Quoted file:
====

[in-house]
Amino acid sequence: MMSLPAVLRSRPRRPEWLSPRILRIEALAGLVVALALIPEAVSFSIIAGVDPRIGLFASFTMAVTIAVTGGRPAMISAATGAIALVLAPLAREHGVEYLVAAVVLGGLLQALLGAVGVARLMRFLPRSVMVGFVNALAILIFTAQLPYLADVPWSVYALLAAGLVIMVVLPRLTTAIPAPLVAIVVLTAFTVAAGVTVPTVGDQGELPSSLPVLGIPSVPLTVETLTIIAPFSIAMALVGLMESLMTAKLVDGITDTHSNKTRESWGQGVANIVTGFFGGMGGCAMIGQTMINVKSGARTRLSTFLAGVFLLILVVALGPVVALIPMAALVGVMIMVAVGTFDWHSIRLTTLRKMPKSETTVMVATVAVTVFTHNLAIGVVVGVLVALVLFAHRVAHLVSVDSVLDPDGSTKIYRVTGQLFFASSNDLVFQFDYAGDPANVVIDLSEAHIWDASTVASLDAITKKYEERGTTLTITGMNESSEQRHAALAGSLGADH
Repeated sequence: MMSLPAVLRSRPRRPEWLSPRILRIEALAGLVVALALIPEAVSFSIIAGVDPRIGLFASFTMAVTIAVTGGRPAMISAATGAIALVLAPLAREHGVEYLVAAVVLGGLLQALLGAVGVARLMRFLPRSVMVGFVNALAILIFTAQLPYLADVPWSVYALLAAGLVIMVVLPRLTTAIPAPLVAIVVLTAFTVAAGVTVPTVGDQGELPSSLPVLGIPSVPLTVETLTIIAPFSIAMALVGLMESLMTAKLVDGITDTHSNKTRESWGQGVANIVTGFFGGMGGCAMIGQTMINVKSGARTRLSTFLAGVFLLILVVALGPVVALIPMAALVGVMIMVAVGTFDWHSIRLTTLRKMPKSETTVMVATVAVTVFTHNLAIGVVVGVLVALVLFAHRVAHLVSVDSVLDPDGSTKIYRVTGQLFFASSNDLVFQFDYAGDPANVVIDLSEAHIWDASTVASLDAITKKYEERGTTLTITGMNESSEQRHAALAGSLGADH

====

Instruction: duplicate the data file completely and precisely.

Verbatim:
[in-house]
Amino acid sequence: MMSLPAVLRSRPRRPEWLSPRILRIEALAGLVVALALIPEAVSFSIIAGVDPRIGLFASFTMAVTIAVTGGRPAMISAATGAIALVLAPLAREHGVEYLVAAVVLGGLLQALLGAVGVARLMRFLPRSVMVGFVNALAILIFTAQLPYLADVPWSVYALLAAGLVIMVVLPRLTTAIPAPLVAIVVLTAFTVAAGVTVPTVGDQGELPSSLPVLGIPSVPLTVETLTIIAPFSIAMALVGLMESLMTAKLVDGITDTHSNKTRESWGQGVANIVTGFFGGMGGCAMIGQTMINVKSGARTRLSTFLAGVFLLILVVALGPVVALIPMAALVGVMIMVAVGTFDWHSIRLTTLRKMPKSETTVMVATVAVTVFTHNLAIGVVVGVLVALVLFAHRVAHLVSVDSVLDPDGSTKIYRVTGQLFFASSNDLVFQFDYAGDPANVVIDLSEAHIWDASTVASLDAITKKYEERGTTLTITGMNESSEQRHAALAGSLGADH
Repeated sequence: MMSLPAVLRSRPRRPEWLSPRILRIEALAGLVVALALIPEAVSFSIIAGVDPRIGLFASFTMAVTIAVTGGRPAMISAATGAIALVLAPLAREHGVEYLVAAVVLGGLLQALLGAVGVARLMRFLPRSVMVGFVNALAILIFTAQLPYLADVPWSVYALLAAGLVIMVVLPRLTTAIPAPLVAIVVLTAFTVAAGVTVPTVGDQGELPSSLPVLGIPSVPLTVETLTIIAPFSIAMALVGLMESLMTAKLVDGITDTHSNKTRESWGQGVANIVTGFFGGMGGCAMIGQTMINVKSGARTRLSTFLAGVFLLILVVALGPVVALIPMAALVGVMIMVAVGTFDWHSIRLTTLRKMPKSETTVMVATVAVTVFTHNLAIGVVVGVLVALVLFAHRVAHLVSVDSVLDPDGSTKIYRVTGQLFFASSNDLVFQFDYAGDPANVVIDLSEAHIWDASTVASLDAITKKYEERGTTLTITGMNESSEQRHAALAGSLGADH